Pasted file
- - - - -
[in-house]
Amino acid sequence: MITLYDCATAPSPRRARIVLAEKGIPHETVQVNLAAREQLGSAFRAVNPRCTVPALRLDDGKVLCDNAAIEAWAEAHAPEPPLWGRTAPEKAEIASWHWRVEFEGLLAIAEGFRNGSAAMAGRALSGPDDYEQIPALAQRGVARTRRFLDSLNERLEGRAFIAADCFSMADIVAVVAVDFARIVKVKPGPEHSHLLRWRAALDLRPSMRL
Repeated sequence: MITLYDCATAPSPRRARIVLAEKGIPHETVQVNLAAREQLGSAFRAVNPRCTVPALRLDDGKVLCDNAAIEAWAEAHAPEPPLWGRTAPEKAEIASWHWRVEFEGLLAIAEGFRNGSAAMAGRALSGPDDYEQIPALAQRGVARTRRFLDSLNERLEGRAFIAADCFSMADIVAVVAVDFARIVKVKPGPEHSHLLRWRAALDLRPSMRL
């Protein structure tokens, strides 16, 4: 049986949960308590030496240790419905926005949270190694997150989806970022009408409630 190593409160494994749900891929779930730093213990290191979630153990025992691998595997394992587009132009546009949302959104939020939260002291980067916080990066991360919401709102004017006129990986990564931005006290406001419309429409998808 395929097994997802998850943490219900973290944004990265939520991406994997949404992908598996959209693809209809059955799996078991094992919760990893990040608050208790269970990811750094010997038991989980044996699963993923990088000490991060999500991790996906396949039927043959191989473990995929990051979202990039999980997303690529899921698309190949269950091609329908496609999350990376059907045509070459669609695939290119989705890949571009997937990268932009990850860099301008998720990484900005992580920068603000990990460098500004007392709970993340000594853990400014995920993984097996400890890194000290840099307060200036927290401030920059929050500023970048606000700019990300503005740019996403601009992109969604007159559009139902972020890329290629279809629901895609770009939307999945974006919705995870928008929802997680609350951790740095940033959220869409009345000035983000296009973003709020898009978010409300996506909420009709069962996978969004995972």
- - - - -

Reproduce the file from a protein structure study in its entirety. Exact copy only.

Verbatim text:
[in-house]
Amino acid sequence: MITLYDCATAPSPRRARIVLAEKGIPHETVQVNLAAREQLGSAFRAVNPRCTVPALRLDDGKVLCDNAAIEAWAEAHAPEPPLWGRTAPEKAEIASWHWRVEFEGLLAIAEGFRNGSAAMAGRALSGPDDYEQIPALAQRGVARTRRFLDSLNERLEGRAFIAADCFSMADIVAVVAVDFARIVKVKPGPEHSHLLRWRAALDLRPSMRL
Repeated sequence: MITLYDCATAPSPRRARIVLAEKGIPHETVQVNLAAREQLGSAFRAVNPRCTVPALRLDDGKVLCDNAAIEAWAEAHAPEPPLWGRTAPEKAEIASWHWRVEFEGLLAIAEGFRNGSAAMAGRALSGPDDYEQIPALAQRGVARTRRFLDSLNERLEGRAFIAADCFSMADIVAVVAVDFARIVKVKPGPEHSHLLRWRAALDLRPSMRL
């Protein structure tokens, strides 16, 4: 049986949960308590030496240790419905926005949270190694997150989806970022009408409630 190593409160494994749900891929779930730093213990290191979630153990025992691998595997394992587009132009546009949302959104939020939260002291980067916080990066991360919401709102004017006129990986990564931005006290406001419309429409998808 395929097994997802998850943490219900973290944004990265939520991406994997949404992908598996959209693809209809059955799996078991094992919760990893990040608050208790269970990811750094010997038991989980044996699963993923990088000490991060999500991790996906396949039927043959191989473990995929990051979202990039999980997303690529899921698309190949269950091609329908496609999350990376059907045509070459669609695939290119989705890949571009997937990268932009990850860099301008998720990484900005992580920068603000990990460098500004007392709970993340000594853990400014995920993984097996400890890194000290840099307060200036927290401030920059929050500023970048606000700019990300503005740019996403601009992109969604007159559009139902972020890329290629279809629901895609770009939307999945974006919705995870928008929802997680609350951790740095940033959220869409009345000035983000296009973003709020898009978010409300996506909420009709069962996978969004995972």